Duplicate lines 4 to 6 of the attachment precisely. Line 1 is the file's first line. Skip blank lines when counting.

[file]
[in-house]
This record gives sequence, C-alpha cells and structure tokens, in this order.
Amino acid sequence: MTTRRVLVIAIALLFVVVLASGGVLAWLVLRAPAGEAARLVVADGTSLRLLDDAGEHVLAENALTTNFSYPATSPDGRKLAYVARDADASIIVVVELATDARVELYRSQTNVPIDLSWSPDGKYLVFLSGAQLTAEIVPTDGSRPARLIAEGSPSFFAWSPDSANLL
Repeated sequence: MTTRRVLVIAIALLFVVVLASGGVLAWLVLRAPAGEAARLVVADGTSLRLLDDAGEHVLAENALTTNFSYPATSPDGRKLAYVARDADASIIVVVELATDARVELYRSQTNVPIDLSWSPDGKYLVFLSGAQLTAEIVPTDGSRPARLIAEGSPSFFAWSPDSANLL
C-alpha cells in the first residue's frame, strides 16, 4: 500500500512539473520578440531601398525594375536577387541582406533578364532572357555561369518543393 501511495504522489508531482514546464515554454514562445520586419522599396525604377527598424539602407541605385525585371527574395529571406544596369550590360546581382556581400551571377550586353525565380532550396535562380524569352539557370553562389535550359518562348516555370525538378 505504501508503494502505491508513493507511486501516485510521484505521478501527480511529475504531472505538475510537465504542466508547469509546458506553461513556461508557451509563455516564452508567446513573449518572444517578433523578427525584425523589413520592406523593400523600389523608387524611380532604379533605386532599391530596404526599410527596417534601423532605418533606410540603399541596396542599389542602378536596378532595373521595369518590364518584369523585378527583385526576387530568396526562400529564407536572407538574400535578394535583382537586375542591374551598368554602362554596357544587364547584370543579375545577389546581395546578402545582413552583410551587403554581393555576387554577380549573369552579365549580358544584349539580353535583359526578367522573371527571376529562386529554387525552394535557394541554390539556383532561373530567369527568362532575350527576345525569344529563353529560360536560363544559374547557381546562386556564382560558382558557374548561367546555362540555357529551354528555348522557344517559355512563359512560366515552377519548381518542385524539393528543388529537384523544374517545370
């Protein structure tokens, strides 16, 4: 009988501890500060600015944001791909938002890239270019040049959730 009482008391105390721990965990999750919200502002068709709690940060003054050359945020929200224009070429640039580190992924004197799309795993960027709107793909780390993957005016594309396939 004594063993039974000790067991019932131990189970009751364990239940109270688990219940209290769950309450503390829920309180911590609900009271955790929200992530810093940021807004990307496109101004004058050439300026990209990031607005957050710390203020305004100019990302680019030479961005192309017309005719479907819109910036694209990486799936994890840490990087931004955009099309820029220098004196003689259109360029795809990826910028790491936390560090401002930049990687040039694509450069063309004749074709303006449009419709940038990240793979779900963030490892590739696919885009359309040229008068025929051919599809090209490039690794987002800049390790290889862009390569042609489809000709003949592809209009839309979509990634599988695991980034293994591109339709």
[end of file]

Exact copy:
Repeated sequence: MTTRRVLVIAIALLFVVVLASGGVLAWLVLRAPAGEAARLVVADGTSLRLLDDAGEHVLAENALTTNFSYPATSPDGRKLAYVARDADASIIVVVELATDARVELYRSQTNVPIDLSWSPDGKYLVFLSGAQLTAEIVPTDGSRPARLIAEGSPSFFAWSPDSANLL
C-alpha cells in the first residue's frame, strides 16, 4: 500500500512539473520578440531601398525594375536577387541582406533578364532572357555561369518543393 501511495504522489508531482514546464515554454514562445520586419522599396525604377527598424539602407541605385525585371527574395529571406544596369550590360546581382556581400551571377550586353525565380532550396535562380524569352539557370553562389535550359518562348516555370525538378 505504501508503494502505491508513493507511486501516485510521484505521478501527480511529475504531472505538475510537465504542466508547469509546458506553461513556461508557451509563455516564452508567446513573449518572444517578433523578427525584425523589413520592406523593400523600389523608387524611380532604379533605386532599391530596404526599410527596417534601423532605418533606410540603399541596396542599389542602378536596378532595373521595369518590364518584369523585378527583385526576387530568396526562400529564407536572407538574400535578394535583382537586375542591374551598368554602362554596357544587364547584370543579375545577389546581395546578402545582413552583410551587403554581393555576387554577380549573369552579365549580358544584349539580353535583359526578367522573371527571376529562386529554387525552394535557394541554390539556383532561373530567369527568362532575350527576345525569344529563353529560360536560363544559374547557381546562386556564382560558382558557374548561367546555362540555357529551354528555348522557344517559355512563359512560366515552377519548381518542385524539393528543388529537384523544374517545370
């Protein structure tokens, strides 16, 4: 009988501890500060600015944001791909938002890239270019040049959730 009482008391105390721990965990999750919200502002068709709690940060003054050359945020929200224009070429640039580190992924004197799309795993960027709107793909780390993957005016594309396939 004594063993039974000790067991019932131990189970009751364990239940109270688990219940209290769950309450503390829920309180911590609900009271955790929200992530810093940021807004990307496109101004004058050439300026990209990031607005957050710390203020305004100019990302680019030479961005192309017309005719479907819109910036694209990486799936994890840490990087931004955009099309820029220098004196003689259109360029795809990826910028790491936390560090401002930049990687040039694509450069063309004749074709303006449009419709940038990240793979779900963030490892590739696919885009359309040229008068025929051919599809090209490039690794987002800049390790290889862009390569042609489809000709003949592809209009839309979509990634599988695991980034293994591109339709």